On January 4, 2018, I watched Daniel anchor the early morning news while my daughters finished getting ready for school. For no logical reason whatsoever, I decided to send the anchor with the perfect smile a message.
“Crazy question. You up for a game of catch in the not-too-distant future?” I asked.
Daniel replied almost immediately, “Sure! When were you thinking?”
“I’ve got someone lined up for today, but need someone for tomorrow…and pretty much every other day of 2018.”
“Haha, great answer! How would you feel about me turning it into a story for the news? Kind of a fun New Year’s resolution / goal.”
On January 5, with the help of Chris the Photographer, I was mic’d up, and Daniel and I played catch and shared stories in 20-degree weather on an all-gravel infield near downtown Springfield. The story he produced was fun and whimsical and helped connect me with several future catch partners.
A few months later, 133 days to be exact, Daniel and I connected for a second game of catch and interview, following up on the progress of the crazy-question New Year’s resolution. During that interview he asked, “How is playing catch changing you?”
Hold on to that question.
Martin Schleske is a violin craftsman in Germany. He wrote a phenomenal book about being a luthier, The Sound of Life’s Unspeakable Beauty. Schleske wrote, “We have lost the ability to create metaphors for life. The events within and around us long for interpretation. Everyday moments of epiphany are bestowed on everyone. Our role is simply to learn to pay attention.”
“How is playing catch changing you?” Daniel asked.
Playing catch helped me learn to pay attention.
Everything about our current culture teaches us how not to pay attention. According to psychologist Curt Thompson, “Our devices as mediated by their touch-screens are changing our brains and behavior in such a way that we are now distressed anytime we have to spend fifteen to thirty seconds without a stimulus from outside our own mind…Effort is required on our part to allow beauty to work its way into our souls, moving as it must to persuade us to open the gates of our left hemisphere’s bulwark of defenses.”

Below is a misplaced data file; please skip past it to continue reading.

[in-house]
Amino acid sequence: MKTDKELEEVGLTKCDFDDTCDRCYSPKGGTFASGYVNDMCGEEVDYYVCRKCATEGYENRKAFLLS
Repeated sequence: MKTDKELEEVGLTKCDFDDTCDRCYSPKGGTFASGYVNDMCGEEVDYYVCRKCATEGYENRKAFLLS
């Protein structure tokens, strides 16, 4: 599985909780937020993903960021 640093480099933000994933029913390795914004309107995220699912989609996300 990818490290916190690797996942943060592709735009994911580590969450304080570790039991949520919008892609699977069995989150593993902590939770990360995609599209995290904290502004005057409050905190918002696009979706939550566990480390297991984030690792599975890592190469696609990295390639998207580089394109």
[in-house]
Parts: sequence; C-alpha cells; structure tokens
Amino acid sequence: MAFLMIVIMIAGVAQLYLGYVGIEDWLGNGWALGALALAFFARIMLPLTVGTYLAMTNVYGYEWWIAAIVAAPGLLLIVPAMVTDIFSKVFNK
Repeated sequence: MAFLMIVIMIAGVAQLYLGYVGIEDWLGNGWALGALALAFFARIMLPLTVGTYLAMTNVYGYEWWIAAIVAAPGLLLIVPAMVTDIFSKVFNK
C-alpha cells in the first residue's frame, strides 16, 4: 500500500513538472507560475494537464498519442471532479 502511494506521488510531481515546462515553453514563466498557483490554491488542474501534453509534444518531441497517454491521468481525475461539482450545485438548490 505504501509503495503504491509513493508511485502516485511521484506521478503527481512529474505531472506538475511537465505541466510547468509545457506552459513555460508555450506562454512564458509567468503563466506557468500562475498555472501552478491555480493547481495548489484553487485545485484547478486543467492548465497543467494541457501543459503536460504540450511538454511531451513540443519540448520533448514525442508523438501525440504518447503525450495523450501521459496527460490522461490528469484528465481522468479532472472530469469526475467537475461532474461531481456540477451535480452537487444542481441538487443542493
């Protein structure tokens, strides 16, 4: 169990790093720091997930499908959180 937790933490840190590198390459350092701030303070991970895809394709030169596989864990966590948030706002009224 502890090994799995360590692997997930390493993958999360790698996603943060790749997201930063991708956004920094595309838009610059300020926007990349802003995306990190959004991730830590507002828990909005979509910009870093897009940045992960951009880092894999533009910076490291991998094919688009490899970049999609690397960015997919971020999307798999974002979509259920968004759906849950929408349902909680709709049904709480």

Playing catch happens in the present tense, when life occurs. A whole-body experience involving the coordination of hands, eyes, feet, brain and heart, playing catch slows down the relentlessly steady beat of life’s drums, tunes out the digital distractions, and focuses us on what is happening right now, each throw and catch a rhythm of connecting, of establishing and strengthening a relationship, of enjoying this moment with someone else. Because of the mental effort required to play catch and not get hurt, the brain’s defense system is taxed, and we become open and willing to share our stories.
Playing catch every single day for an entire year was the effort required to teach me to pay attention, to focus my brain on the beautiful stories of the people right in front of me.
Our digitally-driven culture has shaped our brains. The average human adult has an attention span of 8 seconds. But the vast majority of the population are not bull riders.
Goldfish have an attention span of 9 seconds.
We are living in a culture where our attention is a deeply valued commodity. Americans check their phones, on average, 344 times each day. About once every 4 minutes. We give far more attention to that device than we do to any other relationship.
I believe that playing catch can help teach all of us how to better pay attention, to play attention.
When we play catch, we are focused on our catch partner and they are focused on us. Digital devices become dangerous distractions and are best left in the dugout or the vehicle.
Once muscles are stretched out and a conversational rhythm has been established, playing catch does exactly what play it supposed to do: encourages curiosity and creativity and strengthens trust in relationships.
Playing catch on a regular basis just may be what we need to learn to pay attention to the present wonder and beauty in this world.
So, go grab your glove, call a friend, and play attention.
* * * * *
On Day #167 of Catch 365, on his 13th birthday, I played catch with Beau and watched him hit a home run.
Today, Beau and the team from Portageville, Missouri play for the Class 2 state title.
Good luck, Bulldogs!
 Schleske, Martin. The Sound of Life’s Unspeakable Beauty. Translated by Janet Gesme. Wm. B. Eerdmans Publishing Co., Grand Rapids, MI, 2020. Quote from the author’s preface, page xiii, in which he quotes painter Friedensreich Hundertwasser’s words written explaining a painting.
 Thompson, Curt. The Soul of Desire. InterVarsity Press, IL. 2021. Pg. 146-147.